Both the simple and the continuous are out there, but if you had to pick one:

I miss you.

I am missing you.


She misses her family.

She is missing her family.

I want to say that the *stative form of this verb in the simple tense is INHERENTLY CONTINUOUS and that the continuous tense can be done without. (Should be done without for a cleaner language usage?)

Edit #2 (I meant to say stative every time I wrote *intransitive)

and I found this:



I thank you for the debate.

  • I'm not sure I understand your edit. Both usages are acceptable in English. You cannot just do away with one. But, you can feel free to use them fairly interchangeably. – David M Feb 20 '14 at 15:41
  • @DavidM Thank you for your comment. Would you give me one instance where I could not get away with the simple present alone. – SurvMach Feb 20 '14 at 15:50
  • I believe I understand your question now. And I've answered below. In short, feel free to never use the continuous again. But, it does set a tone better in some cases as I've shown below. But, both modalities would be 100% appropriate with minimal sacrifice of meaning. – David M Feb 20 '14 at 15:57
  • @FumbleFingers Oh no you don't! This guy doesn't want to know what they mean. He wants the gerund usage stricken from the language!!!!!! – David M Feb 20 '14 at 19:22

It depends on whether you want to convey a mental state or an activity.

This kind of question comes up frequently for me. I am a native English speaker, but my wife is from Germany, and I sometimes get questions like this from our German friends. (For those who do not know, German has no present progressive tense, so context and additional language must be used to convey the concept).

I don't know of a hard-and-fast rule, but I have noticed the pattern that in English, verbs denoting mental states or emotion (wants, desires, hopes, wishes...) are more often placed in the simple present, even when one might think a present progressive form would be appropriate e.g., "I love this soup." **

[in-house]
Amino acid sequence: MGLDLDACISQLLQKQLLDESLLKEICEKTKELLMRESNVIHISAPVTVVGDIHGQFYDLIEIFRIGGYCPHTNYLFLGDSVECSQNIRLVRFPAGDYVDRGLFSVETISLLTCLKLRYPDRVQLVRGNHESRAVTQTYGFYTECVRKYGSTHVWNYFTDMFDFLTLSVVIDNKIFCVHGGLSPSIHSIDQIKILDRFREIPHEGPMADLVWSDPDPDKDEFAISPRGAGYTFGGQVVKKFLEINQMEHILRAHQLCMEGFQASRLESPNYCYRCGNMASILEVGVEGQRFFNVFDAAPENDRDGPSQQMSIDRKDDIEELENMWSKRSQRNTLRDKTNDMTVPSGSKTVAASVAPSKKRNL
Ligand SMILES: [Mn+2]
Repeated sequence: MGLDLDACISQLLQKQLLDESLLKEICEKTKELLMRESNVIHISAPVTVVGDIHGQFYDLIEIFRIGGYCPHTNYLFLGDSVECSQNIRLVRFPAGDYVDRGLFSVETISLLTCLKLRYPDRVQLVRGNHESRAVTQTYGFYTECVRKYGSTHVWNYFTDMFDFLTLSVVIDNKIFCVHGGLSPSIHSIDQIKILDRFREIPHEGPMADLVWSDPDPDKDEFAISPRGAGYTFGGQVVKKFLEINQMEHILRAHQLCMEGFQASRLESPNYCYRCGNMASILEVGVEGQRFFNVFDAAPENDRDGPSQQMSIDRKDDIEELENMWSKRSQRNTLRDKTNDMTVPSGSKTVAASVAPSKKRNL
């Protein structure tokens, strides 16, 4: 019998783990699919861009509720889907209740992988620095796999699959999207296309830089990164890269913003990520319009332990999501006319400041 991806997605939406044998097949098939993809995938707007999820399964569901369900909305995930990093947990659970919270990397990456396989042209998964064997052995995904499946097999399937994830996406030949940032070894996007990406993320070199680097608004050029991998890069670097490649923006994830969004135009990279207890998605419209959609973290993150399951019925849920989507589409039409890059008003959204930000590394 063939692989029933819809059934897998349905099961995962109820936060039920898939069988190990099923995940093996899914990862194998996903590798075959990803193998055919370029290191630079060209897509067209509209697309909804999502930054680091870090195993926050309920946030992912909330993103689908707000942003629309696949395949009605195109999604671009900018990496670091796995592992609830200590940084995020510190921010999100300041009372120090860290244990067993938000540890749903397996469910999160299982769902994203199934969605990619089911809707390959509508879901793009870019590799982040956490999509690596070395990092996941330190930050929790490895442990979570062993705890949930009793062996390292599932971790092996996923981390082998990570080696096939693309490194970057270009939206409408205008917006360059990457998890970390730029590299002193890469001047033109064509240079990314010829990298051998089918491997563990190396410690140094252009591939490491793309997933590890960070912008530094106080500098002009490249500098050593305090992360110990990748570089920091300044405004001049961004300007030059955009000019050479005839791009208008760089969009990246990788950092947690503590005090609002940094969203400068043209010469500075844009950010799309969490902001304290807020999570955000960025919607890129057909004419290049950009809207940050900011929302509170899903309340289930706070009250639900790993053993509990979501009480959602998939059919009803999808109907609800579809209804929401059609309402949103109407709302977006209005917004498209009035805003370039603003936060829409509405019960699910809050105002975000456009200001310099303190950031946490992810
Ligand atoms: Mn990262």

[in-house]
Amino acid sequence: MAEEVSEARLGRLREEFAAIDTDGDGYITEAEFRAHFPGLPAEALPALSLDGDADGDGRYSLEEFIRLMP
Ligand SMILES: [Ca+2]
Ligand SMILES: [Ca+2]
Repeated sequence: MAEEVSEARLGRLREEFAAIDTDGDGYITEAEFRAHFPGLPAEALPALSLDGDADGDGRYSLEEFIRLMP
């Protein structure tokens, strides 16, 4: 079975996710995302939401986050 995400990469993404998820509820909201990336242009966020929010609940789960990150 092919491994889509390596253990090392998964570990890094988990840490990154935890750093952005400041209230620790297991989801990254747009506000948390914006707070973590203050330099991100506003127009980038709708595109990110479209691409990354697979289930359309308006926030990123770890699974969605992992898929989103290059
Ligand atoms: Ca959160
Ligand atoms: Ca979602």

So although the present progressive form is perfectly acceptable, my vote would be for "I miss my family;" the implication that it is current and ongoing is already implicit in the fact that it is a mental state. (Unless of course it were part of sentence such as "I am missing my family - I just can't get a clear shot from this window." :)


** Thus I think the previous McDonalds catch phrase, "I'm loving it," is actually quite brilliant, as it turns the simple mental ascent of good taste into an enjoyable activity by the sheer act of bucking the convention.

| improve this answer | |
  • please see question edit. – SurvMach Feb 21 '14 at 1:29

I think this boils down to personal preference (and possibly regional dialect).

I would typically say:

I miss you.

She misses her family.

But, the others are 100% acceptable.

Of note, there is a sense of immediacy from using the gerund form. It makes it sound as if it's having an acute effect right now.

So, saying:

I am missing my family; that's why I'm crying.


I miss my family. Say, have you got any more of that delicious jam?

Edit: Per your request in comments. There really is not a reason you could not go the remainder of your life without using the continuous form. As I've stated, it's largely a matter of style and intent. I would point to the examples above as a usage where the continuous is more convenient, but not critical.

| improve this answer | |
  • the question has been edited – SurvMach Feb 20 '14 at 15:37
  • @SurvMach See my comment above. The edit doesn't significantly change my answer. – David M Feb 20 '14 at 15:42
  • What do you think of this analogy? If the English language were Python code the continuous would be wasteful code. This is how I see it and that's why I dislike the usage of the continuous. I wonder if you would empathize with my perspective. – SurvMach Feb 20 '14 at 15:59
  • Ahhhhhh. As the child of a computer programmer, I sympathize with you. But, dislike it or not, language is something that happens around us as well as something that we make happen for our own. Your personal preference can ONLY dictate the way that you speak and write. The works of others are, unfortunately, beyond your control. So, nod and move on. Choose the usage you prefer when you speak and live and let live. – David M Feb 20 '14 at 16:01
  • .............;) – SurvMach Feb 20 '14 at 16:04

Removing the 'sticky' 2 letter words makes a sentence more powerful and writing more persuasive/engaging. Unless you are emphasizing that her missing you is something which is occurring unexpectedly (e.g "I thought she wouldn't miss you but she is missing you a lot."), I'd encourage parsimony.

| improve this answer | |
  • the question has been edited – SurvMach Feb 20 '14 at 15:36
  • please see question edit. – SurvMach Feb 21 '14 at 1:30

While it's true that "I miss you" is just fine, saying "I'm missing you" communicates an extra detail: that it's a temporary state--NOW--that's bound to change. So we generally say "We're missing you" when we feel really down and homesick, and we're thinking about that special person who isn't with us. So I'd say, "I'm missing you" is a touch more emphatic than "I miss you".

| improve this answer | |

please paste



| improve this answer | |

Not the answer you're looking for? Browse other questions tagged or ask your own question.